We have a small flock of Zwartbles sheep at Deen City Farm. The sheep can often be found in their large pen on the yard, or our in the fields. Our larger ewes are sisters and were born in 2018. They produce lambs each year, usually around March, just in time for the Easter holidays!
All of our sheep have names, but sometimes it can be hard to tell them apart at a glance, but there are little tricks to be able to tell who’s who! Their bleat – or baa – all sound different and this is one way we can tell them apart. They’re all very friendly, and can often be lured over by the promise of some tasty grass nuts. Because we have such a small flock, we are able to spend lots of time with the sheep – especially with new-born lambs – so you may see them following the staff around like pet dogs!
When you stroke the sheep, you might find their wool feels surprisingly oily, this is due to something called lanolin. It is a natural substance that the sheep produce, and it helps to keep their wool waterproof – it’ll also make for nice soft hands! Our sheep are sheered annually, usually around May, once it is warm enough for them to do without their fleecy coats and they’ve got enough time to grow it all back before winter. It also gives their fleece enough time to grow just enough to insulate them from the summer heat and even protects their skin from sunburn.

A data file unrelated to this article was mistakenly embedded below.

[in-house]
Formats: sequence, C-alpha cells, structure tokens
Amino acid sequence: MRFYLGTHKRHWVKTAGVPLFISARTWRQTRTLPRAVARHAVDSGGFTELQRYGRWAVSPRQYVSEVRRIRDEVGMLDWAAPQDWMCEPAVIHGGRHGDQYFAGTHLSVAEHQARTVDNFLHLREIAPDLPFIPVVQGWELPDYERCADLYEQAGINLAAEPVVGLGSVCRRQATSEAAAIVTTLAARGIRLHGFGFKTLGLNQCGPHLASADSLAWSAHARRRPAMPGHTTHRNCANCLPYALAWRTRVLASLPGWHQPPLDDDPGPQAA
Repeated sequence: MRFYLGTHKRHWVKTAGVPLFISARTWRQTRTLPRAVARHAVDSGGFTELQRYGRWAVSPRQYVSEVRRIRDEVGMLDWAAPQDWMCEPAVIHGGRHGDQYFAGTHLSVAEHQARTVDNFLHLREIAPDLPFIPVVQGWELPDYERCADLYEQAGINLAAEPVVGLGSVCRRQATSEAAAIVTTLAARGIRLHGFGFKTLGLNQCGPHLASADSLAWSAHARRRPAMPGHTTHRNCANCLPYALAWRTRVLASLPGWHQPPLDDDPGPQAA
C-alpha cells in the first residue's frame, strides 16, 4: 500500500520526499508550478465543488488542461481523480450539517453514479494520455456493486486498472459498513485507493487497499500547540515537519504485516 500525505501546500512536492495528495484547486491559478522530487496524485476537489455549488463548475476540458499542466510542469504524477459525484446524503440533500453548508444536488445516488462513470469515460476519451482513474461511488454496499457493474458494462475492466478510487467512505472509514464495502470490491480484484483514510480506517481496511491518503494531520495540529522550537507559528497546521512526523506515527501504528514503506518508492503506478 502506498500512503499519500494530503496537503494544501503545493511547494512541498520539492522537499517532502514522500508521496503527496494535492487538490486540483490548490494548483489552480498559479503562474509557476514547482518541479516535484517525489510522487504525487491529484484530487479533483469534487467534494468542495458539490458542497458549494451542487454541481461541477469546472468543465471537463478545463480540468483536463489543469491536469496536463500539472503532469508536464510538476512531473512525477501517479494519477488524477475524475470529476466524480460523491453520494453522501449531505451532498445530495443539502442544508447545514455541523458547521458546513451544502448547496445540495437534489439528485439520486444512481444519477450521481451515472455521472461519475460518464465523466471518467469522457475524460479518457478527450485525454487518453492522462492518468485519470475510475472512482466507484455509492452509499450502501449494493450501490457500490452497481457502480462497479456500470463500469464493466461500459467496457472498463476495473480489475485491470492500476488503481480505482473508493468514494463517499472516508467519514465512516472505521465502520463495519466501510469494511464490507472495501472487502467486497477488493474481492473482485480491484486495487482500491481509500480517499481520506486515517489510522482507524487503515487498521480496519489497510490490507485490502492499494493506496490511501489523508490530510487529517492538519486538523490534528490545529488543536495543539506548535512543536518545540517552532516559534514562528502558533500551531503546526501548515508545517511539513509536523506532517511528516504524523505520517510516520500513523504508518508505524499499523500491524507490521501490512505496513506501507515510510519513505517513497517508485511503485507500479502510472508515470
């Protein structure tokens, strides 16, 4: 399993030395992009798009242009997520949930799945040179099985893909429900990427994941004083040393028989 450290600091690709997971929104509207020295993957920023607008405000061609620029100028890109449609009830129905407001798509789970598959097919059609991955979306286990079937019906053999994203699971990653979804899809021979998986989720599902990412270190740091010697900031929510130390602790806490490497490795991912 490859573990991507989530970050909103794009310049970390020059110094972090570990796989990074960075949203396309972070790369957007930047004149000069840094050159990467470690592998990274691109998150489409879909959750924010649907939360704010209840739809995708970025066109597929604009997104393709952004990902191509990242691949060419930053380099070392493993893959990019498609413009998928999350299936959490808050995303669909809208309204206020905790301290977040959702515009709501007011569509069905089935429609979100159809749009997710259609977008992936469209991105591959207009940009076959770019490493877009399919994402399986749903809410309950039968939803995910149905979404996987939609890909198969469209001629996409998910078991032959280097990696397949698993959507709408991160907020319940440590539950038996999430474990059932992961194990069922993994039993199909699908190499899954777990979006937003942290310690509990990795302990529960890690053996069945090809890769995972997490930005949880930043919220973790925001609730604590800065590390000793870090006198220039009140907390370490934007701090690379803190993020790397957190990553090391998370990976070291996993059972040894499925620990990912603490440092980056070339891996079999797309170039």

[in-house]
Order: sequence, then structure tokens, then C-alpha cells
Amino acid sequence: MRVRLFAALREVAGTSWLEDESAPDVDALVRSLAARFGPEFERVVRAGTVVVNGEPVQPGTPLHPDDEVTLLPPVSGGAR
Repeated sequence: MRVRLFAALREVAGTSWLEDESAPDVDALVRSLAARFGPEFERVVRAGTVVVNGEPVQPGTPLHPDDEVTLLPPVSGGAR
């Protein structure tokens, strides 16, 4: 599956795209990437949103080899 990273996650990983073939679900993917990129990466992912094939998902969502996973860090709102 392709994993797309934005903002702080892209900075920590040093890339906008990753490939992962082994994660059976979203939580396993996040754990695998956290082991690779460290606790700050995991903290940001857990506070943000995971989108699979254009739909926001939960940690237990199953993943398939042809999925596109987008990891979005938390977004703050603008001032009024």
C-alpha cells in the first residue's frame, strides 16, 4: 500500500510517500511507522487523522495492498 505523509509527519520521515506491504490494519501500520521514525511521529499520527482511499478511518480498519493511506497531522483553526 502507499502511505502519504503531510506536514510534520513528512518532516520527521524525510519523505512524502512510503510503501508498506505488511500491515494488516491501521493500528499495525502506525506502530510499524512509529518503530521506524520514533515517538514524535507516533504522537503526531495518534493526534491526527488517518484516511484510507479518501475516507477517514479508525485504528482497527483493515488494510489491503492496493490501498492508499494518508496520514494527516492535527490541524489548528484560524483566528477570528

Zwartbles are naturally black sheep, but as their fleece grows, the sun bleaches the tips and leaves them with beautiful caramel highlights. Once their wool comes off for the summer, they will appear black again – and also a lot smaller!
All of our sheep are Zwartbles. They can be identified by their blackish-brown wool, white socks on their black legs and a white tip on their tail. They also have a black face with a white stripe, known as a blaze. The name “Zwartbles” means “black blaze” (zwart meaning black & bles meaning blaze). Neither the males or females have horns. We call this “naturally polled”.
Zwartbles are actually considered a rare breed over in Holland, and as such, there are now just as many Zwartbles in the UK as there are over there! They are quite popular for smallholdings as, not only are they a stunning sheep, they’re extremely friendly, good lambers and are multipurpose sheep so are used for meat as well as milk.